US: PMI Manufacturing Index


Mon Apr 02 08:45:00 CDT 2018

Consensus Consensus Range Actual Previous
Level 55.7 55.5 to 55.7 55.6 55.3

Highlights
The manufacturing PMI finishes March steady and firm at 55.6, 1 tenth lower than the mid-month flash and 3 tenths above February. Strength in new orders, including export orders, is a highlight of the March report as is a 3-year high for business expectations. Output is strong but slowing and the sample continues to hire but at an easing rate.

Capacity strains are evident including the sharpest increase in delivery times in four years and also a jump in input costs with respondents citing rising tariffs and also rising raw material costs. And higher prices are being passed through to customers with selling prices rising to a 5-year high.

The data are piling up showing accelerating factory conditions including building signs of inflation. This index has been on the climb over the last half year but is still running noticeably cooler than the ISM report which has been running very hot and which follows later this morning at 10:00 a.m. ET.

Market Consensus Before Announcement
The PMI manufacturing index is expected to come in at a final of 55.7 in March, unchanged from the mid-month flash and down slightly from February. Though orders and employment have been strong, this report has been running cooler than the ISM manufacturing index.

Definition
Based on monthly questionnaire surveys of selected companies, the Purchasing Managers' Manufacturing Index (PMI) offers an advance indication on month-to-month activity in the private sector economy by tracking changes in variables such as output, new orders, stock levels, employment and prices across manufacturing industries. The final index for the current month is released roughly a week after the flash.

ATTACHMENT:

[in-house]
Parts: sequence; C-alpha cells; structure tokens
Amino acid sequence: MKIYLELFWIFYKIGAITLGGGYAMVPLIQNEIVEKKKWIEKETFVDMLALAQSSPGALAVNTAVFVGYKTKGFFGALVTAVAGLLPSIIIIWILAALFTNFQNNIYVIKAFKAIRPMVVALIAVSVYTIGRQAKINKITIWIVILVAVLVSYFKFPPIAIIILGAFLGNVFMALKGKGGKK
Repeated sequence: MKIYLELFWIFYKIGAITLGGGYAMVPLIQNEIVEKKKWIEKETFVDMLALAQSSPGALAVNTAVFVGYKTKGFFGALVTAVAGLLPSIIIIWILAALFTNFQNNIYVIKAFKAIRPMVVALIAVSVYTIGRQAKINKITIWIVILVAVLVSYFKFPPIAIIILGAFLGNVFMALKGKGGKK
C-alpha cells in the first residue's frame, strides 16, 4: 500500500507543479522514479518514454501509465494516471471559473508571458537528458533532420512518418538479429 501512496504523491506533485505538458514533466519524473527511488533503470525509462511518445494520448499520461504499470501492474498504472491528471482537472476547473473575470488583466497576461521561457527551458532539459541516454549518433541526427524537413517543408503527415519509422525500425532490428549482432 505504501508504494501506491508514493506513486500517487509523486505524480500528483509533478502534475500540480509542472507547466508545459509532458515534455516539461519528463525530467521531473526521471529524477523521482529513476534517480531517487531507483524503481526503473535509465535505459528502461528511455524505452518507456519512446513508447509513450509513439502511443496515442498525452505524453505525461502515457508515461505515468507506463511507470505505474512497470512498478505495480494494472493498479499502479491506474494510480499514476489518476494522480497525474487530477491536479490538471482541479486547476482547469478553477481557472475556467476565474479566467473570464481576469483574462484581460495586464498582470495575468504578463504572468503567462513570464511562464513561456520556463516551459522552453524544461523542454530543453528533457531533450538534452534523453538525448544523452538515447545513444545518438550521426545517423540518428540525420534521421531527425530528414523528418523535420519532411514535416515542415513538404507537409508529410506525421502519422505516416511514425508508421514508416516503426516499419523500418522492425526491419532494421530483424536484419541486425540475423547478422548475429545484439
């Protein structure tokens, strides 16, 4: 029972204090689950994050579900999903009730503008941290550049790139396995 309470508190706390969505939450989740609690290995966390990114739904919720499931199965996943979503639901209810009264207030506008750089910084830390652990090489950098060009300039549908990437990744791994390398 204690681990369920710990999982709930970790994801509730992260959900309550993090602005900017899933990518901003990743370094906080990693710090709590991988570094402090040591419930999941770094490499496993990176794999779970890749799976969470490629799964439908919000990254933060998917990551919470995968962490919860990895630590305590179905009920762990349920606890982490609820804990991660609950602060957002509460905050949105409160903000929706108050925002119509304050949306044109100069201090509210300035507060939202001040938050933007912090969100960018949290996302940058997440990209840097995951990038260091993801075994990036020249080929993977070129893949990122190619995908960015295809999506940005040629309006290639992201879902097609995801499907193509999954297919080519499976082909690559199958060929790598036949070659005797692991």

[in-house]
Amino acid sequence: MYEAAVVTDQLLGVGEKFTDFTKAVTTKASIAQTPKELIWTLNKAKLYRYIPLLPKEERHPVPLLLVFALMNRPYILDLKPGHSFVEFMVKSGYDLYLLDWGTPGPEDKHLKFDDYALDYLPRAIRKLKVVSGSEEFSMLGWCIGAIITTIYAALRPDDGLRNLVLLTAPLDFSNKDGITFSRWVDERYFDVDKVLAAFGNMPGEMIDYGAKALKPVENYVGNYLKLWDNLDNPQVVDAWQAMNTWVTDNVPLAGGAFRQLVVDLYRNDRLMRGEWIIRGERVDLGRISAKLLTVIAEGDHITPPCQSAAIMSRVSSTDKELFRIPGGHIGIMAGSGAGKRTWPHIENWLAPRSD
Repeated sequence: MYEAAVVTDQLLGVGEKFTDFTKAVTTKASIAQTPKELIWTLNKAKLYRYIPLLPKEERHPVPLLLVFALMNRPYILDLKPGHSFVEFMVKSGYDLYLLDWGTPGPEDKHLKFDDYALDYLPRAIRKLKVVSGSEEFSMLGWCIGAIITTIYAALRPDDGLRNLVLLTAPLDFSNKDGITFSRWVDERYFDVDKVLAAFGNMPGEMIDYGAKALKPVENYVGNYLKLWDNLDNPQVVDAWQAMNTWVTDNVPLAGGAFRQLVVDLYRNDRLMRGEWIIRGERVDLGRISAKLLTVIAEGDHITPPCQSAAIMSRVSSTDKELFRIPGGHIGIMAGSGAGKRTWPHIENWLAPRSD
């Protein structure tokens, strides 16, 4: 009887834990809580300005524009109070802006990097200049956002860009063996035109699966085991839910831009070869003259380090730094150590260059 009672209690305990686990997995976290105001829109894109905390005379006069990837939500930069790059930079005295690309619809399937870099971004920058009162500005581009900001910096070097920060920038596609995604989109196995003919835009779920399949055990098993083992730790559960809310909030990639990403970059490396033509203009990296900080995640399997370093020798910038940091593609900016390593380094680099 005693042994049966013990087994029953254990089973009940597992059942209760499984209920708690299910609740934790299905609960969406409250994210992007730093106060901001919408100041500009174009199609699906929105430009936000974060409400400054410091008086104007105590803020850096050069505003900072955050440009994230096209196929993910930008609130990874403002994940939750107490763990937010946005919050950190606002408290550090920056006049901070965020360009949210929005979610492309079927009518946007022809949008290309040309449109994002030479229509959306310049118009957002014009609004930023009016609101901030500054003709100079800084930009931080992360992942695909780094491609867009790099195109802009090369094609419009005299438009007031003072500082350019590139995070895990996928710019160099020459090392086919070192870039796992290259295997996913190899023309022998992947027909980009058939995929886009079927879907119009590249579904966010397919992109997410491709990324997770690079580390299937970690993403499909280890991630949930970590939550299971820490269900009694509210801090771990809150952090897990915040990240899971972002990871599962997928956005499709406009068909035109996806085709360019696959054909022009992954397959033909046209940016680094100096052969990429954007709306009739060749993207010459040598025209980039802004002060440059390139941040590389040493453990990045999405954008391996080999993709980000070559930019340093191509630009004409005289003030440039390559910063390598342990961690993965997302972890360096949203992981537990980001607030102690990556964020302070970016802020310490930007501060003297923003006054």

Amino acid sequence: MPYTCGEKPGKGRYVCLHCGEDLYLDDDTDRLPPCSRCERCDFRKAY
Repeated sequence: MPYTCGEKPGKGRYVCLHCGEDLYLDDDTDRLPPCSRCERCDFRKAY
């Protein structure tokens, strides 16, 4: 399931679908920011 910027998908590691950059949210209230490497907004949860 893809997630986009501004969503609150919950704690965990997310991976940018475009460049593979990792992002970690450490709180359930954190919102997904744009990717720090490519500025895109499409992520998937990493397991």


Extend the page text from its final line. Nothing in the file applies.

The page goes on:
Description
Investors need to keep their fingers on the pulse of the economy because it dictates how various types of investments will perform. By tracking economic data such as the ISM manufacturing index in the U.S. and the Markit PMIs in the U.S. and elsewhere, investors will know what the economic backdrop is for the various markets. The stock market likes to see healthy economic growth because that translates to higher corporate profits. The bond market prefers less rapid growth and is extremely sensitive to whether the economy is growing too quickly and causing potential inflationary pressures.

The Markit PMI manufacturing data give a detailed look at the manufacturing sector, how busy it is and where things are headed. Since the manufacturing sector is a major source of cyclical variability in the economy, this report has a big influence on the markets. And its sub-indexes provide a picture of orders, output, employment and prices.

Markit originally began collecting monthly Purchasing Managers' Index (PMI) data in the U.S. in April 2004, initially from a panel of manufacturers in the U.S. electronics goods producing sector. In May 2007, Markit's U.S. PMI research was extended out to cover producers of metal goods. In October 2009, Markit's U.S. Manufacturing PMI survey panel was extended further to cover all areas of U.S. manufacturing activity. Back data for Markit's U.S. Manufacturing PMI between May 2007 and September 2009 are an aggregation of data collected from producers of electronic goods and metal goods producers, while data from October 2009 are based on data collected from a panel representing the entire U.S. manufacturing economy. Markit's total U.S. Manufacturing PMI survey panel comprises over 600 companies.